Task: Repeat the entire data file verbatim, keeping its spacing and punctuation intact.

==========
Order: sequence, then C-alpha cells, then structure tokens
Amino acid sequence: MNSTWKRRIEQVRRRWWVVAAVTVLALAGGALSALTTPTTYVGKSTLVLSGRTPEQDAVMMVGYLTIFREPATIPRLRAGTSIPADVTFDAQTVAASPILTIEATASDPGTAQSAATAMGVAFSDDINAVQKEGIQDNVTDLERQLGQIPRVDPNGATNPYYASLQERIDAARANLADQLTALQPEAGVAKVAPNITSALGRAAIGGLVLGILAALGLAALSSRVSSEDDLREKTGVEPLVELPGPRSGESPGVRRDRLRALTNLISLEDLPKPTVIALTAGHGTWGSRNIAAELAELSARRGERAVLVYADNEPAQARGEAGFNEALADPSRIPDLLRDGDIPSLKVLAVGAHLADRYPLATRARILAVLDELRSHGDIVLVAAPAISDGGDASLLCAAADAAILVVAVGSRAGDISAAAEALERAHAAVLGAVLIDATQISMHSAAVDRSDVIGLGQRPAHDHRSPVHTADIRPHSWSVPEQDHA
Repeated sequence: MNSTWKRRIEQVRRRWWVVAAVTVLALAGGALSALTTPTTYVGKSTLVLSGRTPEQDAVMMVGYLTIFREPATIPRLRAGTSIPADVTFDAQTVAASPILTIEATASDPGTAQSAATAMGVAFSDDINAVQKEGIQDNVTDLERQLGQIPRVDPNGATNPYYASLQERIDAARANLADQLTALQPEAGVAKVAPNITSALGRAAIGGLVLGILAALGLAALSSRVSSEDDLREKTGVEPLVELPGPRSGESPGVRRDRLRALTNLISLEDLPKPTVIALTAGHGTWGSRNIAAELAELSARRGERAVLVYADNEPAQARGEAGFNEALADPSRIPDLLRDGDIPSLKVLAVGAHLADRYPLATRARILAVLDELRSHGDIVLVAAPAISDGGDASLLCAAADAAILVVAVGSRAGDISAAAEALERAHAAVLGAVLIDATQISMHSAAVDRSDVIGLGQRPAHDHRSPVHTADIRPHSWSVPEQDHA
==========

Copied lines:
Order: sequence, then C-alpha cells, then structure tokens
Amino acid sequence: MNSTWKRRIEQVRRRWWVVAAVTVLALAGGALSALTTPTTYVGKSTLVLSGRTPEQDAVMMVGYLTIFREPATIPRLRAGTSIPADVTFDAQTVAASPILTIEATASDPGTAQSAATAMGVAFSDDINAVQKEGIQDNVTDLERQLGQIPRVDPNGATNPYYASLQERIDAARANLADQLTALQPEAGVAKVAPNITSALGRAAIGGLVLGILAALGLAALSSRVSSEDDLREKTGVEPLVELPGPRSGESPGVRRDRLRALTNLISLEDLPKPTVIALTAGHGTWGSRNIAAELAELSARRGERAVLVYADNEPAQARGEAGFNEALADPSRIPDLLRDGDIPSLKVLAVGAHLADRYPLATRARILAVLDELRSHGDIVLVAAPAISDGGDASLLCAAADAAILVVAVGSRAGDISAAAEALERAHAAVLGAVLIDATQISMHSAAVDRSDVIGLGQRPAHDHRSPVHTADIRPHSWSVPEQDHA
Repeated sequence: MNSTWKRRIEQVRRRWWVVAAVTVLALAGGALSALTTPTTYVGKSTLVLSGRTPEQDAVMMVGYLTIFREPATIPRLRAGTSIPADVTFDAQTVAASPILTIEATASDPGTAQSAATAMGVAFSDDINAVQKEGIQDNVTDLERQLGQIPRVDPNGATNPYYASLQERIDAARANLADQLTALQPEAGVAKVAPNITSALGRAAIGGLVLGILAALGLAALSSRVSSEDDLREKTGVEPLVELPGPRSGESPGVRRDRLRALTNLISLEDLPKPTVIALTAGHGTWGSRNIAAELAELSARRGERAVLVYADNEPAQARGEAGFNEALADPSRIPDLLRDGDIPSLKVLAVGAHLADRYPLATRARILAVLDELRSHGDIVLVAAPAISDGGDASLLCAAADAAILVVAVGSRAGDISAAAEALERAHAAVLGAVLIDATQISMHSAAVDRSDVIGLGQRPAHDHRSPVHTADIRPHSWSVPEQDHA